## 2. Theoretical formulation of the problem

The flow generated by the impact between a solid wedge of angle 2*α* and a wedge-shaped liquid column of angle is studied in a frame of reference fixed on the solid wedge. A sketch of the problem and the definitions of the geometric parameters are shown in figure 1*a*,*c*, respectively. The solid wedge is assumed to be symmetric about a vertical line. The bisectors of the solid and liquid wedges form a heel angle *δ*, which is positive when the symmetry line of the liquid wedge rotates in the counterclockwise direction; is the magnitude of the velocity and is the angle between the velocity and the horizontal axis *x* of the Cartesian coordinate system *xy*, and is positive when it on the clockwise side of *x*. It follows from the geometry of the problem that the right-hand side of the solid wedge forms an angle *γ*_{R}=−*π*/2+*α* with the horizontal axis *x*, while its left-hand side forms an angle *γ*_{L}=−*π*/2−*α*. We extend the definition of a deadrise angle in our case as the angle between the undisturbed free surface and the wedge surface, as shown in figure 1*c* through *β*_{L} and *β*_{R}, respectively. The liquid is assumed to be inviscid and incompressible, and gravity and surface tension effects are neglected. The pressure on the free surface is assumed to be constant and equal to the atmospheric pressure *P*_{a}.

The problem under consideration is then self-similar. In fact, figure 1*a* is shown through the self-similar variables *x*=*X*/(*V* _{0}*t*) and *y*=*Y*/(*V* _{0}*t*), where *t* is the time started from the moment that impact occurs, and *V* _{0} is the velocity magnitude at the point *O*, which is one of the intersection points between the free surface and the body surface. As a result, the varying flow region in the physical plane *Z*=*X*+i*Y* is transformed into a time-independent region in the plane *z*=*x*+i*y*. We will represent the complex potential of the self-similar flow in the following form:
2.1where *ϕ* and *ψ* are the velocity potential and the stream function in the similarity plane *z*. The problem is to determine a function *w*(*z*) that conformally maps the stationary *z*-plane onto the complex-velocity potential plane *w*. We choose the first quadrant of the *ς*-plane as the parameter region corresponding to the flow region to derive expressions for the non-dimensionalized complex velocity, d*w*/d*z*, and the derivative of the complex potential, d*w*/d*ς*, as functions of the variable *ς*=*ξ*+i*η*. If these functions are found, the velocity field and the relation between the parameter region and the physical flow region can be determined as follows:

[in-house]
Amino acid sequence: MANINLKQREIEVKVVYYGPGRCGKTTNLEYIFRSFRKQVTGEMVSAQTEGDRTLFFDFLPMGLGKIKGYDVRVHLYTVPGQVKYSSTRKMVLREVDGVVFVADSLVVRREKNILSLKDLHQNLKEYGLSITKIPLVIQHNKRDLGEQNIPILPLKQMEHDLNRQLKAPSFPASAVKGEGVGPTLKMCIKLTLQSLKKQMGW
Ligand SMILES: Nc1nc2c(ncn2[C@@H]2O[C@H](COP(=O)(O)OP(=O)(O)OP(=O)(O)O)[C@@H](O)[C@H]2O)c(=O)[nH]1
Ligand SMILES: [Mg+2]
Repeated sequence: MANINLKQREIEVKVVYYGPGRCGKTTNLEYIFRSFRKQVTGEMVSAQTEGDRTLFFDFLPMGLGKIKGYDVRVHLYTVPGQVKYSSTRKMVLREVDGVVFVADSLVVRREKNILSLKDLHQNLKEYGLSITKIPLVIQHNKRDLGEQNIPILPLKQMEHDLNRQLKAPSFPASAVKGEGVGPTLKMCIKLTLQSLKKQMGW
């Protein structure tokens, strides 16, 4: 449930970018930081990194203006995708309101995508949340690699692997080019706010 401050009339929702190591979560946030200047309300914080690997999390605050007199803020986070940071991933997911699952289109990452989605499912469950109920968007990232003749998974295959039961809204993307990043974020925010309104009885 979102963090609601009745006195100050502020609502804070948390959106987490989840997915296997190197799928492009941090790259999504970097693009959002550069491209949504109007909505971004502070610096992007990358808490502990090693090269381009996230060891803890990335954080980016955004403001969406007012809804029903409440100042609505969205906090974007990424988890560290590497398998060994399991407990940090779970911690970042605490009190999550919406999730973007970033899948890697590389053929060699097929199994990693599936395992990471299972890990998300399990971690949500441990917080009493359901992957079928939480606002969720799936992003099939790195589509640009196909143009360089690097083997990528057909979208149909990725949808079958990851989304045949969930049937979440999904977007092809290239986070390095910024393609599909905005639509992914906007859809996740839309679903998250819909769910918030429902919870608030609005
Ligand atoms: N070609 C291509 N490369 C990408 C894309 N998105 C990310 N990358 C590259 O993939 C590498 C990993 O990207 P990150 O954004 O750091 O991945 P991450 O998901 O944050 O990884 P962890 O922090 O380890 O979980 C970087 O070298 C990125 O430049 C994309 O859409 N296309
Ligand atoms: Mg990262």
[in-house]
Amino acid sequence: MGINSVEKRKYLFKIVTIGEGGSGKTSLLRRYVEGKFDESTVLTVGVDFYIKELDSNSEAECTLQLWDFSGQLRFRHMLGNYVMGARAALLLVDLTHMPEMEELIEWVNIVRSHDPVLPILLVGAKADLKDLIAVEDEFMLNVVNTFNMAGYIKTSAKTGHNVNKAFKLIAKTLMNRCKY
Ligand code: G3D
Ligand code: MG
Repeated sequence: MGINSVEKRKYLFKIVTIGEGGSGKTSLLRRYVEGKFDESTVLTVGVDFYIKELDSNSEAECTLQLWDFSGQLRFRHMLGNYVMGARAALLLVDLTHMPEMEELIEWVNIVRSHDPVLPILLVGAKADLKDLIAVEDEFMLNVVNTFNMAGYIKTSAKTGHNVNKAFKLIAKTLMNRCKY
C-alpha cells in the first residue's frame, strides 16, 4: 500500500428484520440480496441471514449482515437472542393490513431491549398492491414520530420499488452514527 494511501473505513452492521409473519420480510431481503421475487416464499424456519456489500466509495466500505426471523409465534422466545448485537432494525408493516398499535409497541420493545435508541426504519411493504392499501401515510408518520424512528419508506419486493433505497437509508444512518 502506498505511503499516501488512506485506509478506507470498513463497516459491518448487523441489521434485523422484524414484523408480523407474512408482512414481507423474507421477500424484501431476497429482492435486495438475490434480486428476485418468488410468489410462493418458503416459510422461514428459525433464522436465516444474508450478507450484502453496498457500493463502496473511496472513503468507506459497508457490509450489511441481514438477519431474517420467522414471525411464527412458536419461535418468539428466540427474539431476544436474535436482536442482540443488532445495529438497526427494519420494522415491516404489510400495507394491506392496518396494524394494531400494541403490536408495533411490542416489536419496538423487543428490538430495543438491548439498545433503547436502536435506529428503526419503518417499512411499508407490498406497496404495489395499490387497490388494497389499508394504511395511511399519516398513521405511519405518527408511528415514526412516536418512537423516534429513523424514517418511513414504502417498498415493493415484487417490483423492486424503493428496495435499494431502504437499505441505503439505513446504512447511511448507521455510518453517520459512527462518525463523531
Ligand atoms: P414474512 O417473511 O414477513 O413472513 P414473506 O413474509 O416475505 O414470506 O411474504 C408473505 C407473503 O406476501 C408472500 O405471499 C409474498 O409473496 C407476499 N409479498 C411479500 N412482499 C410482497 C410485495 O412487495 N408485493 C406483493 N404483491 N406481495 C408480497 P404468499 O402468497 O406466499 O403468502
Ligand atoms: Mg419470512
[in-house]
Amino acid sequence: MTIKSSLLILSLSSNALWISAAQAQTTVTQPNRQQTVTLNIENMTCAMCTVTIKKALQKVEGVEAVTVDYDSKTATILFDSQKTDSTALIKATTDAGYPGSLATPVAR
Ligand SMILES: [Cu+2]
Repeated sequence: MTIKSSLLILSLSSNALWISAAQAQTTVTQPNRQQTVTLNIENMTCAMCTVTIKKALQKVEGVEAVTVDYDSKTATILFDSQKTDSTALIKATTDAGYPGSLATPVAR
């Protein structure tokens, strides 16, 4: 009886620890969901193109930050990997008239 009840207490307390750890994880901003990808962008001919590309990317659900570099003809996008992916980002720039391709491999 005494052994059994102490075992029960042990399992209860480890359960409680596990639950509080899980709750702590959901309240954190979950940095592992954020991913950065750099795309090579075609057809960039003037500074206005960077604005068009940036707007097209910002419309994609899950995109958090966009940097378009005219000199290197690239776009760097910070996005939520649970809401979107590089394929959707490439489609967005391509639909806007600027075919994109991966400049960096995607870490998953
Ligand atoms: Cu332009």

2.2where *v*_{x} and *v*_{y} are the *x*- and *y*-components of the non-dimensionalized velocity.

### (a) Expressions for the derivatives of the complex potential in the similarity and parameter planes

Conformal mapping allows us to fix three arbitrary points in the parameter region, which are *O*, *B* and *D* as shown in figure 1*b*. In this plane, the positive imaginary axis (*η*>0, *ξ*=0) corresponds to the free surface, and the positive real axis (*ξ*>0, *η*=0) corresponds to the wetted part of the solid wedge. The points *ς*=*a* and *ς*=*c* are the images of the stagnation point *A* and the wedge vertex *C* in the similarity plane, respectively. The parameters *a* and *c* are not known and have to be determined as part of the solution.

The boundary-value problem for the complex-velocity function can be formulated in the parameter plane as follows. At this stage, we may write the velocity modulus along the free surface, or along the positive part of the imaginary axis of the *ς*-plane as
2.3In the frame of reference fixed with respect to the solid wedge, the normal velocity component equals zero owing to the impermeability condition. This means that the argument *χ* of the complex velocity along the real axis of the parameter region is fixed and can be determined by the wedge orientation. Thus, we have
2.4The formula, derived by Semenov [17,18] using the Chaplygin [19] singular point method
2.5provides an integral form of the mixed boundary-value problem in the first quadrant of the complex *ς*-plane. In the equation, is the velocity at point *B* and . By evaluating the first integral in equation (2.5) with the step change of the function *χ*(*ξ*) given in equation (2.4), we obtain the expression for the complex velocity in the *ς*-plane in the form
2.6where *v*_{0}=*v*(*η*)|_{η=0}=1 is the velocity magnitude at point *O*.

In order to analyse the behaviour of the velocity potential along the free surface, it is useful to introduce the unit vectors **n** and ** τ** in the normal and tangential directions of the fluid boundary, respectively. The normal vector points out of the fluid region, while the spatial coordinate

*s*along the surface increases in the direction for which the fluid region is on the left (figure 1

*a*). With this notation, 2.7where

*v*

_{s}versus and

*v*

_{n}are the tangential and normal velocity components, respectively. Let

*θ*be the angle between the velocity vector on the surface and

*τ*, which means . The definition in equation (2.7) allows us to determine the argument of the derivative of the complex potential d

*w*/d

*ς*, which appears in equation (2.2). We notice that , along the real axis of the parameter plane since d

*s*>0 and d

*ς*=d

*ξ*, and along the imaginary axis since d

*s*<0 and d

*ς*=id

*η*. Then, 2.8Now we determine the function

*θ*(

*ς*) along the whole fluid boundary, that is, along the half real and half imaginary axes of the

*ζ*-plane. When moving along the free surface from point

*O*to point , the function

*θ*(

*ς*) changes from the value

*μ*

_{L}at

*ξ*=0,

*η*→0 to the value at

*ς*=

*i*. In order to get the left-hand side of the free surface away from the solid wedge, we move along part of the circle of infinitely large radius from to , where the fluid is undisturbed and the known velocity direction gives . Thus, will change in the same way as the slope to the free surface, providing at point the value . When moving in a counterclockwise direction along an infinitesimal semicircle centred at the point